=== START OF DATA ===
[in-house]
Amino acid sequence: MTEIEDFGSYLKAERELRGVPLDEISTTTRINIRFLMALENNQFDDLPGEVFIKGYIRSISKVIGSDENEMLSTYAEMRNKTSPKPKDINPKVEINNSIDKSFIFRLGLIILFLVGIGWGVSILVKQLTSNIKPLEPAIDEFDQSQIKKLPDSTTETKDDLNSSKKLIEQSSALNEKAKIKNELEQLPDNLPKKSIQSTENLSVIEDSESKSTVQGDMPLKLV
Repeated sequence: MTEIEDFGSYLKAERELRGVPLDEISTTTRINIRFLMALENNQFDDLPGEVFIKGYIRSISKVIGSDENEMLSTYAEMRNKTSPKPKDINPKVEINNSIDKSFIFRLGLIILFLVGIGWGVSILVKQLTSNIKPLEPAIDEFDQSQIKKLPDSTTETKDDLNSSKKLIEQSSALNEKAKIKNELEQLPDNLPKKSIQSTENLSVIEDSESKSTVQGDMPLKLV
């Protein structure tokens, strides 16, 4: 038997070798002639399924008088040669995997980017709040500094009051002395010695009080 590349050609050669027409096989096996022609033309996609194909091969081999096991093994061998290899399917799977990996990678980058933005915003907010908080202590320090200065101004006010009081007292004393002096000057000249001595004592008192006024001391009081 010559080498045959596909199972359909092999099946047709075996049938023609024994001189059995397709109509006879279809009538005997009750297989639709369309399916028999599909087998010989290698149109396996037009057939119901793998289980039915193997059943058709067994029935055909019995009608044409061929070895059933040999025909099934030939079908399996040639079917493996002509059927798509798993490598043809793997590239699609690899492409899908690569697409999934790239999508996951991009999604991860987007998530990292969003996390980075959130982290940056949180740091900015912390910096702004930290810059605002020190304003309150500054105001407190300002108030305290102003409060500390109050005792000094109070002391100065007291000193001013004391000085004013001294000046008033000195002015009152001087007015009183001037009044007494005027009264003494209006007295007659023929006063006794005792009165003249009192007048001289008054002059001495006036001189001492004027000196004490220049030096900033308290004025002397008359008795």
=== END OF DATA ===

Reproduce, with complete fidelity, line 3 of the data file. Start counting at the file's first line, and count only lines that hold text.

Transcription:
Repeated sequence: MTEIEDFGSYLKAERELRGVPLDEISTTTRINIRFLMALENNQFDDLPGEVFIKGYIRSISKVIGSDENEMLSTYAEMRNKTSPKPKDINPKVEINNSIDKSFIFRLGLIILFLVGIGWGVSILVKQLTSNIKPLEPAIDEFDQSQIKKLPDSTTETKDDLNSSKKLIEQSSALNEKAKIKNELEQLPDNLPKKSIQSTENLSVIEDSESKSTVQGDMPLKLV